Enforcer1975 #10 Posted 17 October 2017 - 10:16 PM

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View PostWintermute_1, on 17 October 2017 - 10:11 PM, said:

 

​So when you are targeting a tank on the edge of your view range the gun is supposedly at somewhere near 45 degrees ? That's not shown in WoT graphical representation, for aesthetic reasons?

 

 

45° is like outside line of fire engagement....if you actually thought it through you wouldn't have opened a thread.

Take this picture as an example what i mean. If you shot an anti tank shell at that angle ( gun elevation plus a reverse slope to get those 45° ) it would probably fly 10km or more.


Edited by Enforcer1975, 17 October 2017 - 10:24 PM.


Wintermute_1 #11 Posted 17 October 2017 - 10:17 PM

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View Postqpranger, on 17 October 2017 - 10:14 PM, said:

OP, I want to make a funny analogy with the male reproductive organ but I can't think of anything.

 

​I'm not surprised, the older you get the harder it is to get it up... ... .

Mimos_A #12 Posted 17 October 2017 - 10:36 PM

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If you don't want your tank to stick up massively every time you poke over a hill or are in a hull down position you can't have much space above the gun. You want to expose of little of your tank as possible while shooting the enemy, so you mount the gun pretty high up. Underneath the gun there's more space without making concessions like getting shot without being able to shoot back. And on some tanks it's also used to be able to (indirect) fire over long range.

Edited by Mimos_A, 17 October 2017 - 10:36 PM.


AvengerOrion #13 Posted 17 October 2017 - 10:38 PM

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View PostWintermute_1, on 17 October 2017 - 10:11 PM, said:

 

​So when you are targeting a tank on the edge of your view range the gun is supposedly at somewhere near 45 degrees ? That's not shown in WoT graphical representation, for aesthetic reasons?  

 

 

To be honest, the WoT render range is only  564 meter and the biggest map size outside 30 vs 30 is 1200m x 1200m.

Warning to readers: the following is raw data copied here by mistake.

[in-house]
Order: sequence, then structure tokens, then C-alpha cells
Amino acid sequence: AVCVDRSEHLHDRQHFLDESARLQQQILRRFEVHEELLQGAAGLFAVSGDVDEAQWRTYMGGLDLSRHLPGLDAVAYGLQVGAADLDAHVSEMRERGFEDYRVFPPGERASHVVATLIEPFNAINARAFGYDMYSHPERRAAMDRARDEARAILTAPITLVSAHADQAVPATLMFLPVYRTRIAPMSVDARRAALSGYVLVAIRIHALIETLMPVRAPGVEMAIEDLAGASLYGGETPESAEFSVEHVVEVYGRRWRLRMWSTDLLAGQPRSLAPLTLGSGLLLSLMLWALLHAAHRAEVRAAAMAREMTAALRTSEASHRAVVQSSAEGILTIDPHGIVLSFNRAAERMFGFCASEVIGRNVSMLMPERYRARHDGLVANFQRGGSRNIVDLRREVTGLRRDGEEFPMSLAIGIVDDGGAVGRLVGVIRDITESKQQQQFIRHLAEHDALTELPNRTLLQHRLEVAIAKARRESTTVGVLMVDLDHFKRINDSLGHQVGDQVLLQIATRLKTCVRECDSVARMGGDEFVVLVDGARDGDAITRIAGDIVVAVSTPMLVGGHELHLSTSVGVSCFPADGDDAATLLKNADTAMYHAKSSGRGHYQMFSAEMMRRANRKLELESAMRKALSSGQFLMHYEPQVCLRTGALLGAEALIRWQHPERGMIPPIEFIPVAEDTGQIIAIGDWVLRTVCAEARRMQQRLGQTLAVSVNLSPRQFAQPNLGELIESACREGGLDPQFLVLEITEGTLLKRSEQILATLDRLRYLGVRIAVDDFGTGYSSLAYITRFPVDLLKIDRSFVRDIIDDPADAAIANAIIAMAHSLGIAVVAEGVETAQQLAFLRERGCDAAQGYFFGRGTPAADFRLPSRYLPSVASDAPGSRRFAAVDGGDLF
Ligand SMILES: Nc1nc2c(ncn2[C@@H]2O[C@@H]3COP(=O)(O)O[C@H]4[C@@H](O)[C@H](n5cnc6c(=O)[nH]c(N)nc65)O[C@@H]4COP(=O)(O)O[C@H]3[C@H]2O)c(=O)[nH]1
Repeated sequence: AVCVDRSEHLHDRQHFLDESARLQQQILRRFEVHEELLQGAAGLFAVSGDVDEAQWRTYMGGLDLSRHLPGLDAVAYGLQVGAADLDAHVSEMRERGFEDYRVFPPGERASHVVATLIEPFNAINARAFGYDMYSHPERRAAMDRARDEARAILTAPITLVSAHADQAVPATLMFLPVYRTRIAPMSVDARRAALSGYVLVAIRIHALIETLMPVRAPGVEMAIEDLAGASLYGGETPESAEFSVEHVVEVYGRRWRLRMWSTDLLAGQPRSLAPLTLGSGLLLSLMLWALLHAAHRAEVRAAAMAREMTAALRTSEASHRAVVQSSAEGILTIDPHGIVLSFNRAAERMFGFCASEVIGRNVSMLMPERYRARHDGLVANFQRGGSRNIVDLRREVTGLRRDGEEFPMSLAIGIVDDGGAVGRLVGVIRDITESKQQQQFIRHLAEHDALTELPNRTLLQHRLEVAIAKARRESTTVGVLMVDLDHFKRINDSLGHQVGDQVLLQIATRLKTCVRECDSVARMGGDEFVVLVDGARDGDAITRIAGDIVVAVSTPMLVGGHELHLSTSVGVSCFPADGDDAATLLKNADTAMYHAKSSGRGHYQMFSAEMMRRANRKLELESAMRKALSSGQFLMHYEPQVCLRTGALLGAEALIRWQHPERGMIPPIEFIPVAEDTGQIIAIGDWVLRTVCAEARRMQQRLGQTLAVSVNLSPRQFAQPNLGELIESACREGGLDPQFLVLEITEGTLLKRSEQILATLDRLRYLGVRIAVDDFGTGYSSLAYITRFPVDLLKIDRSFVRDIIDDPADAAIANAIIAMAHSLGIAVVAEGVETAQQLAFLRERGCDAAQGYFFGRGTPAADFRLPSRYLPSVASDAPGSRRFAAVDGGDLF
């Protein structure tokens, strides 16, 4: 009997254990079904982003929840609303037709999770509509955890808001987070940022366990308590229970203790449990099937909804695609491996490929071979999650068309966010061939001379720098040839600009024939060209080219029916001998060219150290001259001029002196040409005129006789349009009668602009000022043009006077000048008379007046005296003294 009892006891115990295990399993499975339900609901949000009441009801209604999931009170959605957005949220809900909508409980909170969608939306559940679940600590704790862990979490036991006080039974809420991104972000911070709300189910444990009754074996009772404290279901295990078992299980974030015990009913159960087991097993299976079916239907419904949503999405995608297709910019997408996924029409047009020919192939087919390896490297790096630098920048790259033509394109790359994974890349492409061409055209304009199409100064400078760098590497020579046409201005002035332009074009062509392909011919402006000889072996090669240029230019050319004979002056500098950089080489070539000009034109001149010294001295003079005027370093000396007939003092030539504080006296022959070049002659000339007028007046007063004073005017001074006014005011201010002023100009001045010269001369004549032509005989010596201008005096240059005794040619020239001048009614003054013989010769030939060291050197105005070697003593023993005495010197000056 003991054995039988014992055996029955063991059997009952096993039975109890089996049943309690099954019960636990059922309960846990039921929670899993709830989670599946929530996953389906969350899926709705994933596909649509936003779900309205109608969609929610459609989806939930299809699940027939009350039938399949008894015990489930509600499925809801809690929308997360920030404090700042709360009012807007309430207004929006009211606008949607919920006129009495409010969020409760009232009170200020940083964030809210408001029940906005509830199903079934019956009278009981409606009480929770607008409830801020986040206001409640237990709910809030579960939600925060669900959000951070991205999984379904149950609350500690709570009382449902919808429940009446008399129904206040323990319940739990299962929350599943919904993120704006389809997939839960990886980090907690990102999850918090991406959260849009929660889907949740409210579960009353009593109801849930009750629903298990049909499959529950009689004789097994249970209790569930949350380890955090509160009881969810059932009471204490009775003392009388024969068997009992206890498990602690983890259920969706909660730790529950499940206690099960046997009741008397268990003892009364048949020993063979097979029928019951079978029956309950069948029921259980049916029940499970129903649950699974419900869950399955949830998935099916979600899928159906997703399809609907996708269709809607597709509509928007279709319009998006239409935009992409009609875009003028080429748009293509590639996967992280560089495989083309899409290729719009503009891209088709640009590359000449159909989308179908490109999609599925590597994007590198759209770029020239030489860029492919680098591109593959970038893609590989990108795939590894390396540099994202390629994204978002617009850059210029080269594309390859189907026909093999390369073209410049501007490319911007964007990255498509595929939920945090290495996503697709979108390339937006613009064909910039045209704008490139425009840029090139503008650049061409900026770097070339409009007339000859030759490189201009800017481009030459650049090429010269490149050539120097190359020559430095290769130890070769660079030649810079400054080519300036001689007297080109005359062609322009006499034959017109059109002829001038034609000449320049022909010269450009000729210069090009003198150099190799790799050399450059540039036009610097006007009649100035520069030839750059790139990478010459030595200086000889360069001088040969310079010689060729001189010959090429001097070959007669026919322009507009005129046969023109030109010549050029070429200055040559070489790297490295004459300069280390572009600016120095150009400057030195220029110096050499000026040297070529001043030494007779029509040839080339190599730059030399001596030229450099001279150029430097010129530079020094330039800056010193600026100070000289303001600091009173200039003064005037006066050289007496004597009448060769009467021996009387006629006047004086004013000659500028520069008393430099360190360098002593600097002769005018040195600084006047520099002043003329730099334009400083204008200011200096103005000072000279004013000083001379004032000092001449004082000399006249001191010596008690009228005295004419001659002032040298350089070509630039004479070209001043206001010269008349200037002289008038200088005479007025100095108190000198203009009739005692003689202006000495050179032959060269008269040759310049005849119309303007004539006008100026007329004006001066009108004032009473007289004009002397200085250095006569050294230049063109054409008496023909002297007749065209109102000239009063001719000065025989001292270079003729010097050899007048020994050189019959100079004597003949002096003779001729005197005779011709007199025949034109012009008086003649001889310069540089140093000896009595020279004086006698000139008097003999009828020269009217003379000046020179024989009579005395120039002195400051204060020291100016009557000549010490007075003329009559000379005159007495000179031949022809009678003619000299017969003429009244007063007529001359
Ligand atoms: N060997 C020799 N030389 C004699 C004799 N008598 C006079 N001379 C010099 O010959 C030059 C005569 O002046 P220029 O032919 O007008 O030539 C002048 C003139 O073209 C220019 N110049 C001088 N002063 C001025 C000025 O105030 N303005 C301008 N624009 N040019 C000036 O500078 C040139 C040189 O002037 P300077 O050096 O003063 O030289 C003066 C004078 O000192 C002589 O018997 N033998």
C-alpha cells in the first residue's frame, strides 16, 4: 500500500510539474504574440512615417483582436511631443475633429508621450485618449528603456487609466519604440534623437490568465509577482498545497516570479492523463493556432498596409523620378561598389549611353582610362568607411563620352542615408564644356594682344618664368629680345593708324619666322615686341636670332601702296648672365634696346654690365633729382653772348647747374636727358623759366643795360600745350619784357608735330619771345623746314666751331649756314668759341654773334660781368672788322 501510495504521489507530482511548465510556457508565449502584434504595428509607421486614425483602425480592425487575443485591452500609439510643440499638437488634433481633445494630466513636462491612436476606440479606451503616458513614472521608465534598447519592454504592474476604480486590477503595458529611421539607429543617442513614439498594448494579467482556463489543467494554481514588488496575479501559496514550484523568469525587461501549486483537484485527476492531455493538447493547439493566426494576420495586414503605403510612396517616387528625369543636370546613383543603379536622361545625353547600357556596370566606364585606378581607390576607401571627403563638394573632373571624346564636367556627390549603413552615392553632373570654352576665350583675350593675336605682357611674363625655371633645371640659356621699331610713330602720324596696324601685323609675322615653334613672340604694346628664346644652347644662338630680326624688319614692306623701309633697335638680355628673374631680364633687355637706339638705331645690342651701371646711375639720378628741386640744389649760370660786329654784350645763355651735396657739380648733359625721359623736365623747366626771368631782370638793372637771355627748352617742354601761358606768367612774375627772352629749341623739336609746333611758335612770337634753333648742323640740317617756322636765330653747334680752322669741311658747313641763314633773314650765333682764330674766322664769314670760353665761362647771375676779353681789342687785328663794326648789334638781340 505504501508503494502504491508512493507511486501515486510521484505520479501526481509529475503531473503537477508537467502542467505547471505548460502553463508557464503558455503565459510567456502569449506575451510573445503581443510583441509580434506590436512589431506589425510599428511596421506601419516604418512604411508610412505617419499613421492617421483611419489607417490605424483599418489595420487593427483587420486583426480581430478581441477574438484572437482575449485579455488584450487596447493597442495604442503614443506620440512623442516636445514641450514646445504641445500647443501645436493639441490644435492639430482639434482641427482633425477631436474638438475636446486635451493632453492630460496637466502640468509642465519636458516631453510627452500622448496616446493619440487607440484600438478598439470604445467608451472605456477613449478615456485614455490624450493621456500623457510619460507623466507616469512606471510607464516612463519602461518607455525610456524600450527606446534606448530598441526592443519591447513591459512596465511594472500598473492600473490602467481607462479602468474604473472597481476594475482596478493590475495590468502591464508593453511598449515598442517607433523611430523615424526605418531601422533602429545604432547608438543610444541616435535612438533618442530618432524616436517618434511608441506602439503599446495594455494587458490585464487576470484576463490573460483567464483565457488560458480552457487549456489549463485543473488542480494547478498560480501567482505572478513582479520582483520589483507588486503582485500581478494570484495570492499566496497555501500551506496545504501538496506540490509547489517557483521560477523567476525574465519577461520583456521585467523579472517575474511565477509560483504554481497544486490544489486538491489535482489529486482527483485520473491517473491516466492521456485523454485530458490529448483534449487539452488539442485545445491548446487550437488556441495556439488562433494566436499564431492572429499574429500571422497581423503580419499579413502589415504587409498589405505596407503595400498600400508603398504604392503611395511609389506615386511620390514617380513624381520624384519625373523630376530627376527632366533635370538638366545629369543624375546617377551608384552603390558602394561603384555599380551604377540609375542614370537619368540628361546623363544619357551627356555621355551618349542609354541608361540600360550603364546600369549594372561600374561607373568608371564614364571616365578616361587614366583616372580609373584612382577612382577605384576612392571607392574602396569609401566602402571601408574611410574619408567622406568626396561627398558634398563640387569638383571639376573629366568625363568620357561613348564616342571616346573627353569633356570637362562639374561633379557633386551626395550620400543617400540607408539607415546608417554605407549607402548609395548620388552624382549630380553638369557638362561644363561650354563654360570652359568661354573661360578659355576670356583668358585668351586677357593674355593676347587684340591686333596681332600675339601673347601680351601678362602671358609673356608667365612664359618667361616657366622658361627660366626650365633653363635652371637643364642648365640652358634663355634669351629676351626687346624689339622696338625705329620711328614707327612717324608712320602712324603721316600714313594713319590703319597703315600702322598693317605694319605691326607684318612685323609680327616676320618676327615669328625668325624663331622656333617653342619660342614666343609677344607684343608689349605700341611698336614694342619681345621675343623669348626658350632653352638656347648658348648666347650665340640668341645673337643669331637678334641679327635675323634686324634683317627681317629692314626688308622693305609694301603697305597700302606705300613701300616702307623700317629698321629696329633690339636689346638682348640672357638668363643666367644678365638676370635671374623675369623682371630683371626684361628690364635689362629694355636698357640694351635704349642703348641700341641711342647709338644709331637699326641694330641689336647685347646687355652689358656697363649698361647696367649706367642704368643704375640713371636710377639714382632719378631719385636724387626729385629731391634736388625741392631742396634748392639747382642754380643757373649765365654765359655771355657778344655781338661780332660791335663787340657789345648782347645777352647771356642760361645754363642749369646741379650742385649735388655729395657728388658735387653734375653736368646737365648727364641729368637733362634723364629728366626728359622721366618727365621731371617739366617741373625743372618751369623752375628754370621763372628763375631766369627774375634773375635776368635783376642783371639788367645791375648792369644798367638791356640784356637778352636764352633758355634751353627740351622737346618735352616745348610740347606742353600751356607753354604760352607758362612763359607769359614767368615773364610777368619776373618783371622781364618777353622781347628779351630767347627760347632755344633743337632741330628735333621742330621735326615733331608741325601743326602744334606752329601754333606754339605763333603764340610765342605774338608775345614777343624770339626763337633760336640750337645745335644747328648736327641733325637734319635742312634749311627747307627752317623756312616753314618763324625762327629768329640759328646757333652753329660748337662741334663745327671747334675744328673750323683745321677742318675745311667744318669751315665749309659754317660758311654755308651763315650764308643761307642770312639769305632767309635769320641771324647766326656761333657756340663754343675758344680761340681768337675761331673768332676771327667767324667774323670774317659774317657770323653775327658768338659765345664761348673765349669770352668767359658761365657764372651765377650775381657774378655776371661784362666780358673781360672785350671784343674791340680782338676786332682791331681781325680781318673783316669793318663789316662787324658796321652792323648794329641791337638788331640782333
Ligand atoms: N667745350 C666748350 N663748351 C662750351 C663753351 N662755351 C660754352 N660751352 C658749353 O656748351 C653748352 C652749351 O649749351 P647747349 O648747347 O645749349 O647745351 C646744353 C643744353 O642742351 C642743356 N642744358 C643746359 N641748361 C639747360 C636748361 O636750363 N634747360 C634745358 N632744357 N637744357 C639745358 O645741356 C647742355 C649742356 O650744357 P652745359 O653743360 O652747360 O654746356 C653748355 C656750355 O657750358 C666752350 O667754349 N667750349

In real life circumstances that is really close with some tankguns in this game being designed for 2-2,5km engagements and artillery guns were made for 10-15km.

Thus in WoT there simply is no need for tankguns pointing up so far (bar artillery trying to fire over objects/landscape).


Edited by AvengerOrion, 17 October 2017 - 10:41 PM.


Mimos_A #14 Posted 17 October 2017 - 10:43 PM

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View PostEnforcer1975, on 17 October 2017 - 10:16 PM, said:

 

45° is like outside line of fire engagement....if you actually thought it through you wouldn't have opened a thread.

Take this picture as an example what i mean. If you shot an anti tank shell at that angle ( gun elevation plus a reverse slope to get those 45° ) it would probably fly 10km or more.

 

If I recall correctly at least some American TD's were designed to in theory be able to lob HE shells at enemy positions from indirect line of fire. And I think there were some other tanks which dabbled with this idea on paper.

HeidenSieker #15 Posted 17 October 2017 - 10:52 PM

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View PostMimos_A, on 17 October 2017 - 10:43 PM, said:

If I recall correctly at least some American TD's were designed to in theory be able to lob HE shells at enemy positions from indirect line of fire. And I think there were some other tanks which dabbled with this idea on paper.

 

IRL, anything can do this.

Mimos_A #16 Posted 17 October 2017 - 11:00 PM

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View PostHeidenSieker, on 17 October 2017 - 10:52 PM, said:

 

IRL, anything can do this.

 

Can of course, whether it's practical is another thing.

 

What I meant is that for most tanks this was not something that was deemed useful and would be taken into account in the design or in crew training, but there were some where it was.


Edited by Mimos_A, 17 October 2017 - 11:17 PM.


Tidal_Force #17 Posted 17 October 2017 - 11:03 PM